A study commissioned by the Federal Communications Commissions (FCC) in 2010 found that one out of every six American's have experienced "bill shock" at one point or another. About a third said they received bills that were $50 higher than they expected, and nearly a quarter said it was by more than a hundred bucks. The FCC, along with the CTIA and Consumers Union, will try to make bill shock a thing of a past by implementing industry wide changes designed to keep wireless users better informed.
The impact of long term exposure to cellphone radiation is still largely unknown, but all the evidence up until now lends credence to the fact that you probably have better things to worry about. San Francisco lawmakers disagree however, and a controversial new law that forced retailers to display radiation levels of different handsets has the CTIA pulling them into court. “The CTIA's objection to the ordinance is that displaying a phone's SAR value at the point-of-sale suggests to the consumer that there is a meaningful safety distinction between FCC-compliant devices with different SAR levels," it said in a statement.
According to CTIA officials the new law supersedes the FCC’s authority to regulate radio emissions, and is misleading for consumers who ultimately haven’t been properly educated as to what the SAR ratings actually mean. Some have been tempted to lump cellphone manufacturers in with the tobacco industry who lied to customers for years about the dangers of smoking, but this is a bit misleading as well. Independent labs have backed up the fact that cellphone radiation levels as they are mandated today are considered safe and in some cases might even be beneficial.
Only time will tell if the law will hold up in court, but at the end of the day perhaps it will encourage manufactures to voluntarily lower radiation levels. Studies show it probably won’t help, but it certainly can’t hurt.
San Francisco is well known for being a progressive city, often leading the way in environmental and humanist issues, and historically unafraid of making waves. However, in the instance of the recently signed cell phone radiation law, the SF Board of Supervisors are being reminded that sometimes it’s best to not rock the boat – especially when you’re the one sitting in it.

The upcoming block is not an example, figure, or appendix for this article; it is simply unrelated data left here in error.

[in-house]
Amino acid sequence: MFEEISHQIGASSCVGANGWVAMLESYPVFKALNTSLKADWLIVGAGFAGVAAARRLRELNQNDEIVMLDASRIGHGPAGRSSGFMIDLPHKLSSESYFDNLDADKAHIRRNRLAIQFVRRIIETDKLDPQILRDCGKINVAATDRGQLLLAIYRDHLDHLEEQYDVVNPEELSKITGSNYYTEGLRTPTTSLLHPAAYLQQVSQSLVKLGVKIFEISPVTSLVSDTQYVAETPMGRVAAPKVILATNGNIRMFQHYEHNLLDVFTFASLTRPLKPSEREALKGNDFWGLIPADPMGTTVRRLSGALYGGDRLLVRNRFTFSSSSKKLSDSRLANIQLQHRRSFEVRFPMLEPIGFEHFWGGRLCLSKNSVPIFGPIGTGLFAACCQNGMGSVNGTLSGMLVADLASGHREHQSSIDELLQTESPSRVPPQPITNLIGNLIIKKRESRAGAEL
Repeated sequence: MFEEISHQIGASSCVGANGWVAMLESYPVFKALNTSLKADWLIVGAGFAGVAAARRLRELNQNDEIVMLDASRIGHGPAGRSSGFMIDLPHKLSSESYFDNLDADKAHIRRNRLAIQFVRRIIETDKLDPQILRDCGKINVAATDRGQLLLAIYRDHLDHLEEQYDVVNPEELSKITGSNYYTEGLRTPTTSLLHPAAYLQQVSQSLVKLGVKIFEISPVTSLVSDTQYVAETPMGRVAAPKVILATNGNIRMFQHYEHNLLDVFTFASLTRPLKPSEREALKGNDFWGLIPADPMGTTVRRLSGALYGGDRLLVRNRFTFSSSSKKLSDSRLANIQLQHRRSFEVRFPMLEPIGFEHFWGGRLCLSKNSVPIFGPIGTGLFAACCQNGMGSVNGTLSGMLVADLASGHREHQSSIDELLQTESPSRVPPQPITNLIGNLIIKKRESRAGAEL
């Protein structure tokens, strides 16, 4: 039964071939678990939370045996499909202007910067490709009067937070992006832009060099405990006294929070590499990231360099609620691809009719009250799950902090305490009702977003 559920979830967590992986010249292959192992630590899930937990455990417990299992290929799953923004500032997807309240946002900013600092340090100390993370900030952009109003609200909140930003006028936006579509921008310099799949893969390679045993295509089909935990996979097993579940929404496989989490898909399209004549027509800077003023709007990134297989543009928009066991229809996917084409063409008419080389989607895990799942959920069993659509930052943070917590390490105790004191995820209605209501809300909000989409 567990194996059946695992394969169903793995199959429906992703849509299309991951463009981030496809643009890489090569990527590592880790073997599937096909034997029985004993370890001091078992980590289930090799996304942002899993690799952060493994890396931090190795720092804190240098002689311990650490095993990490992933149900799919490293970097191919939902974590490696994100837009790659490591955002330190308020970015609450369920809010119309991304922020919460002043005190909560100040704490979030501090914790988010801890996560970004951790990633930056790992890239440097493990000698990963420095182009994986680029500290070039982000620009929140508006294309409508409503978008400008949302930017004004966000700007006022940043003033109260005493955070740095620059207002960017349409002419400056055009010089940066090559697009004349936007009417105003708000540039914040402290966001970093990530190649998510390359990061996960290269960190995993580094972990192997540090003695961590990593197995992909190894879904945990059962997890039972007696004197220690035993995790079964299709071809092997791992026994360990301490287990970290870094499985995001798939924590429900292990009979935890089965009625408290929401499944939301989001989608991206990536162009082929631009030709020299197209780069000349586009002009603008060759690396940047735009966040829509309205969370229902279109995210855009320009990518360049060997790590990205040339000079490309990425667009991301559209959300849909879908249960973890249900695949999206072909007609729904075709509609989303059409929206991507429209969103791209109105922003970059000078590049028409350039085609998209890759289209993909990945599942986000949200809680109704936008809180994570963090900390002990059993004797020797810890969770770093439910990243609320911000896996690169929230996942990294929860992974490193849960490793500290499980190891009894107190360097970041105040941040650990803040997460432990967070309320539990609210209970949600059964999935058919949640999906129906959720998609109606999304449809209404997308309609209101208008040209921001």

Late last month the San Francisco Board of Supervisors voted to pass a bill, proposed by Mayor Gavin Newsom, which would require cell phone retailers to post the radiation absorption levels emitted by cell phone handsets. While cell phone manufacturers such as Apple and Verizon, and telecom giants AT&T, TechAmerica and CTIA, have successfully lobbied against similar bills in both California and Maine earlier this year, they were apparently unable to sway the city by the bay. Their response was to promptly pack up their toys (i.e. the annual CTIA convention) and go home, saying “We felt they sent us a message about how they felt about the industry and the technology. And if that’s how the city feels, then we have to look at other viable options.” They’re also encouraging other companies (Apple and Cisco have both been name-dropped) to join them in a boycott. As the CTIA convention has brought “more than 68,000 exhibitors and attendees and $80 million” to the city’s coffers, this may prove to be a not only a costly reminder to San Francisco law-makers –but also an unfortunate blowback to the tech-savvy residents of the city.
As Engadget puts it, the Windows Mobile news coming out of this week's CTIA Wireless 2009 trade show can be summed up in two words: "pretty" and "support" (for the upcoming Windows Mobile 6.5 operating system).
Want a phone where "pretty" is more than case-deep? Designer Isaac Mizrahi, Design Museum London, and the Council of Fashion Designers are teaming up with Redmond to create fashionable wallpapers for the 6.5 version of Windows Mobile. On the support side, Microsoft announced support from over 25 companies for its Windows Mobile Marketplace (Word 2003 DOC link).
For more about what Redmond put on display, join us after the jump.